Impact of ACCESS Open Minds: Early Results

ACCESS Open Minds is transforming mental health care for urban, rural, remote, Indigenous, non-Indigenous, post-secondary and homeless youth in 16 diverse communities in seven provinces and one territory. Our pan-Canadian network includes youth, families, service providers, researchers, community organizations and decision-makers.

Learn more about ACCESS Open Minds.

ACCESS Open Minds services operate in varied structures and organizations.

ACCESS Open Minds collected and analyzed preliminary data¹ from 14 of our sites across the country. These insights highlight the mental health needs of Canadian youth seeking services, and the impact of integrated youth mental health services. These insights are a first-ever example of the potential of a pan-Canadian network to transform mental health care – a step towards ensuring that all youth living in Canada can access the help they need on their terms, no matter where they live.

The research from ACCESS Open Minds provides critical new knowledge, including an overview of wait times for access to youth mental health services across the country, that can serve as a backbone for making evidence-based services and policy decisions for this evolving sector.

¹As of August 31, 2020. Data analysis is ongoing, numbers and figures subject to change.

  • What services are provided?

    ACCESS Open Minds offer a range of mental health and support services, based on needs defined in consultation with youth and families, at its various sites, and through connections to other health and social services organizations.

  • Who uses the services?

    As of August 31, 2020, 7,539 youth had sought help from, or been connected with ACCESS Open Minds services. Detailed data were available for 4,191 of these young people. 

    ACCESS Open Minds provides a safe and welcoming space to youth aged 11 to 25, including those from groups whose needs are often not understood or met, such as those who are Indigenous, economically underprivileged, LGBTQIA2S+ and visible minorities.

    Learn more about our measures and tools.

    Youth with various needs come to ACCESS Open Minds to get the help they want. Many young people seeking help at ACCESS Open Minds were experiencing moderate to severe mental health problems.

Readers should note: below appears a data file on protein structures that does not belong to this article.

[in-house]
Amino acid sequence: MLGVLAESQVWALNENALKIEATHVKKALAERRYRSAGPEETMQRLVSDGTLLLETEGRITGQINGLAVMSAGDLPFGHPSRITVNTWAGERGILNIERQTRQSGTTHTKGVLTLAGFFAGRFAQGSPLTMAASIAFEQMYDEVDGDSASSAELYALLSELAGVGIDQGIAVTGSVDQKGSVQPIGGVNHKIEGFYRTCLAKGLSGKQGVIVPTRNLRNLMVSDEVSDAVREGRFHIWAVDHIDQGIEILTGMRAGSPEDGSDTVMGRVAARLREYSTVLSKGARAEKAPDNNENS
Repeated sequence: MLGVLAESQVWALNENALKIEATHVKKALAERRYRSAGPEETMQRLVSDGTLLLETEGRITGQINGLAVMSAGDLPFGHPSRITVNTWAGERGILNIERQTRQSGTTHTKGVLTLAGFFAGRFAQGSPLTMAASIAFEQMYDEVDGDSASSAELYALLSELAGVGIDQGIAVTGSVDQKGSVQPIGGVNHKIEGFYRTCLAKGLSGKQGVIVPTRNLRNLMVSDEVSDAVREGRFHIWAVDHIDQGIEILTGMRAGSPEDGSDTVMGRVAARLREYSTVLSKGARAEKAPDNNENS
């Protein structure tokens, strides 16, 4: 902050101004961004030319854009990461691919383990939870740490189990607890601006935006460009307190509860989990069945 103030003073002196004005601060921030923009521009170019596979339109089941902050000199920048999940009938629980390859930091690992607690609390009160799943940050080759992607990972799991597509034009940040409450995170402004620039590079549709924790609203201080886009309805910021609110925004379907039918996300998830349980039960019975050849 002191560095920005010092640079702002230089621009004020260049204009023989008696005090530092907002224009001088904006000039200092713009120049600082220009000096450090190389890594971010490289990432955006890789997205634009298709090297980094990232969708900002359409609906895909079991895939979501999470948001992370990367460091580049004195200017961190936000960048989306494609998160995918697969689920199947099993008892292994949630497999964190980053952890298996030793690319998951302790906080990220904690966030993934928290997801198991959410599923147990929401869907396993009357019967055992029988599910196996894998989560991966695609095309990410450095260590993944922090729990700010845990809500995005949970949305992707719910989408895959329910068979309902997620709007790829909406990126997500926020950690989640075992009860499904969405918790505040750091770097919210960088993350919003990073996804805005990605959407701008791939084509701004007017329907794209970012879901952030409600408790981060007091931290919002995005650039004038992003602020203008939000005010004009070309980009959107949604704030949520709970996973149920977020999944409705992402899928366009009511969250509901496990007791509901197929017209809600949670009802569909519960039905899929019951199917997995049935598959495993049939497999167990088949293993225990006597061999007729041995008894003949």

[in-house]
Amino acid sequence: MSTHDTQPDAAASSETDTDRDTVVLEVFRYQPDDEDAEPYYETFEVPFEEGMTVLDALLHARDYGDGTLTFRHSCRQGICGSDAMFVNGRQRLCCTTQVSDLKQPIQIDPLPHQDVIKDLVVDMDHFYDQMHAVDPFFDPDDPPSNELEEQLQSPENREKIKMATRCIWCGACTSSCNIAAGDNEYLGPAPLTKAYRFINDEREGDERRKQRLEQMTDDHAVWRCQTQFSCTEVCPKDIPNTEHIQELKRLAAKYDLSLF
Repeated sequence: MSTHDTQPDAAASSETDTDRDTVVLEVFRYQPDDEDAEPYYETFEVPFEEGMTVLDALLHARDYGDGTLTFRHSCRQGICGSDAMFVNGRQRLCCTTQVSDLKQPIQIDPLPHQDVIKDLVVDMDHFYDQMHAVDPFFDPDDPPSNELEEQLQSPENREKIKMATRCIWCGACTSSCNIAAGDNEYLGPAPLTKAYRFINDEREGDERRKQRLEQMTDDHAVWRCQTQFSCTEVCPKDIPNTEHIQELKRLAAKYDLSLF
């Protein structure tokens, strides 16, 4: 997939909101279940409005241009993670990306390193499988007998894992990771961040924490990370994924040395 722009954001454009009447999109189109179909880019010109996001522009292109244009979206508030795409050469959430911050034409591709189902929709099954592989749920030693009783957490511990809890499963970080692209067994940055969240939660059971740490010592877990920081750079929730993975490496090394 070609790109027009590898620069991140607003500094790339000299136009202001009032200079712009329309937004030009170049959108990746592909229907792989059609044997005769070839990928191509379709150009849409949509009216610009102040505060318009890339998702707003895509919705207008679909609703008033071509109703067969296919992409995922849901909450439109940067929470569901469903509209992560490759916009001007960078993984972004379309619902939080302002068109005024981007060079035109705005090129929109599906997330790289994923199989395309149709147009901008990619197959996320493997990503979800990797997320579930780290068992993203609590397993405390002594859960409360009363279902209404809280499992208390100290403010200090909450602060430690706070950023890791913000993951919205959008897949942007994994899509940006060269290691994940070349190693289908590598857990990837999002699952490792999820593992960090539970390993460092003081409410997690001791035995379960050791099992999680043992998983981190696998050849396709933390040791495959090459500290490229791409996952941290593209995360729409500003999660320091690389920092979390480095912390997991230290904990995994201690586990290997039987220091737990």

Suicide is the leading cause of death for young people in Canada, and 30% of young people reported having suicidal thoughts in the month before coming to ACCESS Open Minds.

  • How does it work?

    Young people reach out on their own, but so do others on their behalf.

    Around 1 in 3 youth directly accessed and walked into ACCESS Open Minds services themselves (without being referred or connected by someone else).

    All doors are the right doors. It’s important that youth have multiple ways to connect with help.

    ACCESS Open Minds sites also give families and other supporters, such as school officials and doctors, the opportunity to connect young people with services. Many youth were referred to ACCESS Open Minds services by a family member, friend or supportive professional (doctor, social worker etc.).

    Making it easy 

    Around 84% of youth contacting ACCESS Open Minds services were offered an appointment within 72 hours, a benchmark set by the network for an initial evaluation of mental health concerns. For young people in distress, quick access to meaningful help is critical.

    The invaluable data and infrastructure created by ACCESS Open Minds allows detailed monitoring of wait times and other data in diverse youth mental health contexts across Canada – promoting accountability, learning from each other and quality improvement!

    More youth are being seen over time

    There was a 60% increase in the numbers of young people seeking help or being referred from the first year to the second year of ACCESS Open Minds operations.

    Timely access to appropriate care

    Across ACCESS Open Minds services, a high proportion of young people (92% in Year 4) received a mental health service/intervention within 30 days, a benchmark set by the Canadian Psychiatric Association for non-urgent care.

  • What are the impacts?

    For young people seeking help from ACCESS Open Minds services, there were statistically significant reductions in distress and severity of mental health problems, and improvements in mental health and school, work and social functioning. These outcomes were chosen as meaningful by youth and other network members and include youth-reported indicators (distress and mental health) and clinician-reported indicators (severity of mental health problems and functioning).

    Youth with more difficulties had even greater improvements 

    These improvements were even greater for youth who started at AOM services with presentations suggestive of serious mental health problems. In other words, at intake, they had moderate to severe levels of distress; significant difficulties in school, work, and social functioning; and/or moderate to high severity of mental health problems.